32. Supermarkets and department stores will be turned into outlets for free distribution and a study will be made in each area into the convenience of stepping up the number of small distribution outlets (for which purpose small shops and stores may well be adapted).
33. Needs change the moment the dictatorship of the commodity is ended, for that dictatorship has never ceased misrepresenting our needs. Thus, motor vehicles become largely useless once space and time are available to all and once it is possible to move about freely to no time-able. So we must not only plan for the appearance of radically new demands and personal fantasies and unsought enthusiasms, but also gear everything towards the satisfaction of the same so that the only thing preventing their realization is the momentary shortage of material means and not the social organization.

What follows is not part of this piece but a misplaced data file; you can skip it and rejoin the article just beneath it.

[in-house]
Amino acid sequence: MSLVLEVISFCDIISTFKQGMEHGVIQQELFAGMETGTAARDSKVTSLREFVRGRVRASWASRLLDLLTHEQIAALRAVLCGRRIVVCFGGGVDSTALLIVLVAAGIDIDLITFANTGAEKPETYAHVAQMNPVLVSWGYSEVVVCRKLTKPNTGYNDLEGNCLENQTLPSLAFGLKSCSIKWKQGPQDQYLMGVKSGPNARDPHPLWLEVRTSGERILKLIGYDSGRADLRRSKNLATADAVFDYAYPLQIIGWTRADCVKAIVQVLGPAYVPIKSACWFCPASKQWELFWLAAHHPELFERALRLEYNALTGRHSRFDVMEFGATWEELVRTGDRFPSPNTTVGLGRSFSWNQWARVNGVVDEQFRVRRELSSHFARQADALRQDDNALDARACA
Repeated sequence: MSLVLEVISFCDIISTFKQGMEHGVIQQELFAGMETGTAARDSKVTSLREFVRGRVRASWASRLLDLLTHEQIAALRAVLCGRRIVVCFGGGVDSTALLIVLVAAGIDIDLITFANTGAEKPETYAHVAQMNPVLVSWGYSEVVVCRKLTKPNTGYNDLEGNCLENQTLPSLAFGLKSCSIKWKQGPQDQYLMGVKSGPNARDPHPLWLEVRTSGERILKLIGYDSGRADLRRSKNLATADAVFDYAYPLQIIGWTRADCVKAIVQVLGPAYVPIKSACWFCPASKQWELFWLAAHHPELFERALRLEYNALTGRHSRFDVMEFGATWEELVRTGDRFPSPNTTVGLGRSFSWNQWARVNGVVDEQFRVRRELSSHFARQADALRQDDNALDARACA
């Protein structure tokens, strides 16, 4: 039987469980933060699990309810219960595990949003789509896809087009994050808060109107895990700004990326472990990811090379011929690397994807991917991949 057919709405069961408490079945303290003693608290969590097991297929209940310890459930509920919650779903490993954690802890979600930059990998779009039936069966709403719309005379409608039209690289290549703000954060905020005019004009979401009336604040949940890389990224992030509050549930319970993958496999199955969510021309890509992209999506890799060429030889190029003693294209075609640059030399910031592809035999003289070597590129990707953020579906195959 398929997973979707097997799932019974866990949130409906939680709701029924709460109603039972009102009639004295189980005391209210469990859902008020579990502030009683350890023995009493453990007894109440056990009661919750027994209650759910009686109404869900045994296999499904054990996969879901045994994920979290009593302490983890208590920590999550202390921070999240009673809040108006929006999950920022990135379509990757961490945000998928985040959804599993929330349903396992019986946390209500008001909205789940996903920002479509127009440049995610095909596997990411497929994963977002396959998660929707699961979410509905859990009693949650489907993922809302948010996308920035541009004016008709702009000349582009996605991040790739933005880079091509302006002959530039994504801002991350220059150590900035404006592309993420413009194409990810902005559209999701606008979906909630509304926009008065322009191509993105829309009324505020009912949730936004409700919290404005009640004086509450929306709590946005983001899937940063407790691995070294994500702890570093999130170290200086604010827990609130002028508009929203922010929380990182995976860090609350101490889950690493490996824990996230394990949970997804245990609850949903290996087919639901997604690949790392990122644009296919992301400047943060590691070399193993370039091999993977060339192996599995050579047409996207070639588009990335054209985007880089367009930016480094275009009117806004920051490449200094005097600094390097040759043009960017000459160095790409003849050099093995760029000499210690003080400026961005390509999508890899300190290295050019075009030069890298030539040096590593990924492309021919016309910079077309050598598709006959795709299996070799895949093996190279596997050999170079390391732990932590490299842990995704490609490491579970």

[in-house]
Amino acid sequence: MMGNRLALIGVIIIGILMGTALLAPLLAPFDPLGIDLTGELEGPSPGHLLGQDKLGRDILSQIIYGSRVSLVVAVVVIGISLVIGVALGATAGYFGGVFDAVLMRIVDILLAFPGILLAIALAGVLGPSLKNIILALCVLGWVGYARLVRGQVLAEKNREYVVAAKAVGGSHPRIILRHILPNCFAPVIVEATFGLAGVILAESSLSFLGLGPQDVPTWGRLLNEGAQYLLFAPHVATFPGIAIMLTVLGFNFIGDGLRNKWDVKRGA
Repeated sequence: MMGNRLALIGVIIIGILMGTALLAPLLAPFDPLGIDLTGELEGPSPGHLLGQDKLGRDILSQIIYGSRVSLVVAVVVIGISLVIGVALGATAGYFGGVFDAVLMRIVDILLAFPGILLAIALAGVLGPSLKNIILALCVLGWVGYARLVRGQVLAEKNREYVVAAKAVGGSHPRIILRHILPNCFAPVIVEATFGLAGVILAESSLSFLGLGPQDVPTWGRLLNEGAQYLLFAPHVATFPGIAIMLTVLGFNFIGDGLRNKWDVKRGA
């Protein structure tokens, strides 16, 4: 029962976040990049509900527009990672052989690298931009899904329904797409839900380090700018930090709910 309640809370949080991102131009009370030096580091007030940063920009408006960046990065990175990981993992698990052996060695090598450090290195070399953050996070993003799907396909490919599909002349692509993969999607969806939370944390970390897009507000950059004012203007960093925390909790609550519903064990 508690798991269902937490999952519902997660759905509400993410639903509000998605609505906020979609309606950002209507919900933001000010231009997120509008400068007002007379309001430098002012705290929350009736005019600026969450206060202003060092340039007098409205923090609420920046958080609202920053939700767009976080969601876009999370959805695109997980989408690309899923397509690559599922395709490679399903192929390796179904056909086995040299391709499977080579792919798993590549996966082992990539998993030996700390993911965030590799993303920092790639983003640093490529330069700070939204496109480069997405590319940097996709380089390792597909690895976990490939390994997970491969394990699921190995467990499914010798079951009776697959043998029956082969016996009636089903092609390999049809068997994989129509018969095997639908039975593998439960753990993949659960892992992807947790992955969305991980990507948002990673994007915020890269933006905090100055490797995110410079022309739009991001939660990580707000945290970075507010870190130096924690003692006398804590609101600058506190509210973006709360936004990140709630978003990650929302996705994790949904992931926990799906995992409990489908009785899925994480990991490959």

34. The plan to abolish the distinction between town and country requires decentralization of the habitat (the right to be nomadic, the right to build one's house on available sites), the destruction of nuisance, pollutant industries and the creation within towns of areas of tilling and stockraising. (e.g. in the Champs Elysées).
35. The launching of the revolt will be the signal to all to withhold their talents from obligatory labor. That tiny spark of passion which enabled us to bear the harsh alienation of the trade we plied for the sake of mere subsistence, will forge newer and free vocations for us. So that anyone with a love of teaching will give his lessons in the streets: anyone enamored with cooking will have access to "communal" kitchens everywhere, each one competing with the other in the quality of his cooking. Thus will every creative disposition give rise to free artisanship and a proliferation of artifacts.